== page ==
On Monday, Prime Minister Olmert denied the reports, which were picked up by Arab print and broadcast media, saying that he was misquoted by the Yediot Acharonot reporter who had interviewed him. The prime minister said he related to the newspaper "what I think - that the Saudi position during the war in Lebanon was evidence of its taking responsibility." Saudi Arabia originally condemned Hizbullah for bringing about the war, but later toned down its comments.
Prime Minister Olmert charged the media with creating "sensations" by reporting an alleged Saudi-Israeli meeting. "I am not angry," he said. "I am able to see the pleasure that people have by creating headlines" that attract readers. Aides to the prime minister declined to answer when asked if Olmert has met with any senior Saudi officials.
For its part, the official Saudi Arabian foreign ministry response to the reports of the secret meeting is that the story was "completely fabricated."
"The news story circulated by Israeli and Qatari media recently over contacts between Saudi and Israeli officials is utterly false," said the SPA state-owned news agency, quoting an unnamed foreign ministry official. The official added that Saudi Arabia "undertakes its national duties in transparency."
Osama Nugali, Saudi Ministry of Foreign Affairs spokesman, told the London-based Al-Sharq Al-Awsat newspaper that the kingdom did not hold any talks with Israel, emphasizing that there are no "secret" contacts and that Saudi Arabia's diplomatic efforts and initiatives are public knowledge.
On the other hand, speaking with the British Guardian newspaper on Tuesday, Vice Prime Minister Shimon Peres praised the Saudi diplomatic initiative, saying that he sees Hamas, Hizbullah and Iran as the chief obstacles to implementing it. The Saudi diplomatic initiative was first floated in 2002, and would include Arab recognition of Israel, Israeli withdrawal from all territories captured in 1967, and a Palestinian State with East Jerusalem as its capital.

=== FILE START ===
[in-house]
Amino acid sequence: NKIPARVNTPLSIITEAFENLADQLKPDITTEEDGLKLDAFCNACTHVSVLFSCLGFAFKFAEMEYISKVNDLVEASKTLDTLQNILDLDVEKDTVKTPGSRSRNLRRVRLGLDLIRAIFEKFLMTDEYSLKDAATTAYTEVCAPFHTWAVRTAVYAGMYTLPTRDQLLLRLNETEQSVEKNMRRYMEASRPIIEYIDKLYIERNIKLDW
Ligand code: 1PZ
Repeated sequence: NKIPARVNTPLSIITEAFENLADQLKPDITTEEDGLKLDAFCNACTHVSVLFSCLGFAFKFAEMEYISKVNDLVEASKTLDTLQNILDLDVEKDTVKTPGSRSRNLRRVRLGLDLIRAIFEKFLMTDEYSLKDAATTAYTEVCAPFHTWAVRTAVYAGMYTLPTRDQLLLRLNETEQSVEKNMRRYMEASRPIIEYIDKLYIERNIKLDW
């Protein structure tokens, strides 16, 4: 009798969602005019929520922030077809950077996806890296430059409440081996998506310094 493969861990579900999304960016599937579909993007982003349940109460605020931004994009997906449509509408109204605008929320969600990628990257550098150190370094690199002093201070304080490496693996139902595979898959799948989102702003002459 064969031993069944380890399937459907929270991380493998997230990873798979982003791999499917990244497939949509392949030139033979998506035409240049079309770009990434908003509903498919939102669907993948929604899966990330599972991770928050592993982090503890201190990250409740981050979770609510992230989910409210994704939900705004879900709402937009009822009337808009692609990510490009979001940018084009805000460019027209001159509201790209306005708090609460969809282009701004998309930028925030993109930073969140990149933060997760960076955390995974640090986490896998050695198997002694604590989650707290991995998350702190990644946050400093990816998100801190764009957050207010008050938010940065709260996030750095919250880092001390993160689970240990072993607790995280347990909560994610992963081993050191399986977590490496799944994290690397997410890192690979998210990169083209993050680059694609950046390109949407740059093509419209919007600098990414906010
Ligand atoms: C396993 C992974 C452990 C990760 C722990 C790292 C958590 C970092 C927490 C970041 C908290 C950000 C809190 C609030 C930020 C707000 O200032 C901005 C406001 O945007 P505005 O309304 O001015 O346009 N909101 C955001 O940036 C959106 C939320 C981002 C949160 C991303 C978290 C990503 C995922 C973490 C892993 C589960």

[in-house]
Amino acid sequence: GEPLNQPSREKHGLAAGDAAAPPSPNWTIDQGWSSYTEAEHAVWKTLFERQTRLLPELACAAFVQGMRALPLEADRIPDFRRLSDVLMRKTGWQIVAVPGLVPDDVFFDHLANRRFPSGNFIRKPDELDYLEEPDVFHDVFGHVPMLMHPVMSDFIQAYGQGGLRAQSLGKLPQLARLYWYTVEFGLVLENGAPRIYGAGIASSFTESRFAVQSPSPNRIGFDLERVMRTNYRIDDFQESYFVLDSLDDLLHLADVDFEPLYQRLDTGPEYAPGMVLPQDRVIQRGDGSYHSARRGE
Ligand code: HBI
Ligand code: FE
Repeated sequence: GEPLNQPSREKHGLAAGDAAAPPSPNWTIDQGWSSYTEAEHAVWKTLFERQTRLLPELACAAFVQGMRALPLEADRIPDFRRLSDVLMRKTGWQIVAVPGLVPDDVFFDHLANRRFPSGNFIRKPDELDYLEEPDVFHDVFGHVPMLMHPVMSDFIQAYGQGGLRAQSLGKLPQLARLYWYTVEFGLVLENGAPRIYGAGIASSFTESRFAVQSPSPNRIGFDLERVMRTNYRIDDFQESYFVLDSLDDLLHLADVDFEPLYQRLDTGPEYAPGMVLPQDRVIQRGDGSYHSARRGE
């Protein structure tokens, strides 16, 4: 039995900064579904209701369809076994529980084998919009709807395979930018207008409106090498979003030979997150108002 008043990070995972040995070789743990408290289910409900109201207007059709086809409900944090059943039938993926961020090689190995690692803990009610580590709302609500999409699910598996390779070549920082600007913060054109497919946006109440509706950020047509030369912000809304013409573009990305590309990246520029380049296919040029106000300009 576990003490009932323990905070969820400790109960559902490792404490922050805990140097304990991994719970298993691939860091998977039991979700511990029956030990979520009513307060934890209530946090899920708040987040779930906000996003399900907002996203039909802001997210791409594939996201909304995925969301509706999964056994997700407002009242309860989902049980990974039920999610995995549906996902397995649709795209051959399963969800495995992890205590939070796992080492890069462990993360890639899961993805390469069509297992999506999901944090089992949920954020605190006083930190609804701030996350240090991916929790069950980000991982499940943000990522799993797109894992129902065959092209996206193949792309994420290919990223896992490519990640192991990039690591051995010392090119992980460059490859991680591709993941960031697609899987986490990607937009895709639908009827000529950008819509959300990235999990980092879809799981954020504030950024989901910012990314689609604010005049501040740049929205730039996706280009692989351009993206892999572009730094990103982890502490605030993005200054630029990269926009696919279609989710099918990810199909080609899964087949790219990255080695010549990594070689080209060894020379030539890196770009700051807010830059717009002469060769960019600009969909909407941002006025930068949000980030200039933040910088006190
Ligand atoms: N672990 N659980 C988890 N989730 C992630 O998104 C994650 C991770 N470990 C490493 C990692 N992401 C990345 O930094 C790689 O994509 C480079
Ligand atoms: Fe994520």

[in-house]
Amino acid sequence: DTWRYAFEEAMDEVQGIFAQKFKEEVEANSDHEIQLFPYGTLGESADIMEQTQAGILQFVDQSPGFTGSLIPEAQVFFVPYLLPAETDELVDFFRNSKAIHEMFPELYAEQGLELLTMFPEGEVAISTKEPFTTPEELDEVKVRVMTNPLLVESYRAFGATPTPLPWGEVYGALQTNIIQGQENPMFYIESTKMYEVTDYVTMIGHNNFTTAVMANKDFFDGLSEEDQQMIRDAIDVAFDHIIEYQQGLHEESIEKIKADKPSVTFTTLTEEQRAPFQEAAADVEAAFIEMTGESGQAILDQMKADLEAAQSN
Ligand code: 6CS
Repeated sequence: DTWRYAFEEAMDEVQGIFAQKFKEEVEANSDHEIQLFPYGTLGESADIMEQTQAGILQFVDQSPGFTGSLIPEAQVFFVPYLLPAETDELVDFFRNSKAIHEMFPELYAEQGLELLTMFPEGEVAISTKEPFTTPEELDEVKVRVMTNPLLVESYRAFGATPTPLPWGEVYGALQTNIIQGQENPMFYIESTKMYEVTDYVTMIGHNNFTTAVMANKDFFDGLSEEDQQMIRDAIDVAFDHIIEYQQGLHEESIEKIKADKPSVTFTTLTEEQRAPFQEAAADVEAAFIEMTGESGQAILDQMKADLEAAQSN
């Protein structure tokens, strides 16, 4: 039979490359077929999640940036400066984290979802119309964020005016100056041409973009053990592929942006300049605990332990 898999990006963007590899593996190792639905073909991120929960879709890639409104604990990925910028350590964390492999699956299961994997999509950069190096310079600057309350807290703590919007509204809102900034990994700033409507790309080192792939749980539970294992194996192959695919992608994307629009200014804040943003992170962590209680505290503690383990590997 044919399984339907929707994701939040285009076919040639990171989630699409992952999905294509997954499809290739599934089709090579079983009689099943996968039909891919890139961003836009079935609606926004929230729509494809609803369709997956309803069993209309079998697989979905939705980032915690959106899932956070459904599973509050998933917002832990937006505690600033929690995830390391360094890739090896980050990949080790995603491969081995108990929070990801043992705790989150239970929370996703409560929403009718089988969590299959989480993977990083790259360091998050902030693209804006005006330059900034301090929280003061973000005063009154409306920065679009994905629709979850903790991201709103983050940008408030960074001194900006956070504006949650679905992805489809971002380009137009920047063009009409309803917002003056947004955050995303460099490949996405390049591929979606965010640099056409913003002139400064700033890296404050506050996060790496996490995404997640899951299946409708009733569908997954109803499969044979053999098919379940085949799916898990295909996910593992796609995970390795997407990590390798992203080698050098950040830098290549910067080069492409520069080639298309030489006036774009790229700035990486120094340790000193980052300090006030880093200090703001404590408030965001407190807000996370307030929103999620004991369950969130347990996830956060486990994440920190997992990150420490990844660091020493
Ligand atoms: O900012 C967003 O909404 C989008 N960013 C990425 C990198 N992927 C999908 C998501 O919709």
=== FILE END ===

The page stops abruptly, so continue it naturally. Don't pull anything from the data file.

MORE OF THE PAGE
The Guardian quoted Peres as saying: "The Arab world says: 'Let's make an overall agreement'.... Why not? The only thing is, can they control Hamas? Can they control Hizbullah? Can they control Iran? Because to make peace and to have war is not a great attraction. ...We know actually the Saudi plan and again the problem arises, what happens to the terrorist groups? Because they are the basic obstacle right now."
Knesset Member Matan Vilnai (Labor) reacted to reports of the Saudi-Israeli meeting on Israel Radio:
I think that any meeting of leaders - undoubtedly a meeting between the Israeli leader and the Saudi Arabian leader - is the right direction. One must understand that the peace process began in our region in 1977 with the arrival of Sadat to Jerusalem. This was already a generation ago.Former UN Ambassador Dore Gold, on the other hand, warned against dealings between Israel and the Saudi Arabia, telling Channel 1 English News correspondent Dan Diker, "It is necessary to draw a distinction between high-level Israeli contacts between Saudi Arabia and senior Israeli officials and accepting the Saudi peace initiative of a few years back."
We are involved in a different process now. It is much more complex to reach arrangements and peace with the world around us - the Arab countries. Not everything is by force but rather by wisdom and political processes.
This meeting, under the assumption that it did take place, seems very central and very important to me. It could open the opportunity for amazing things.
Gold warned that the Saudi plan of a number of years ago calls for a total Israeli retreat from all areas conquered in the June 1967 Six Day War, including the Old City of Jerusalem, the Golan Heights and the Jordan Valley. Gold explained that if Israel were to relinquish sovereignty over the Jordan Valley, Iran would have a free passage for weapons into Palestinian Authority areas.
"Israel must be careful to not lend political credit to Saudi Arabia since it has yet to cut itself off from supporting terrorism outside of Saudi borders. There is substantial evidence of Saudi involvement in Al-Qaeda insurgency in Iraq and other areas, as well as financing Hamas and moving financial incentives to families of suicide bombers, a further incentive to potential bombers," added Gold.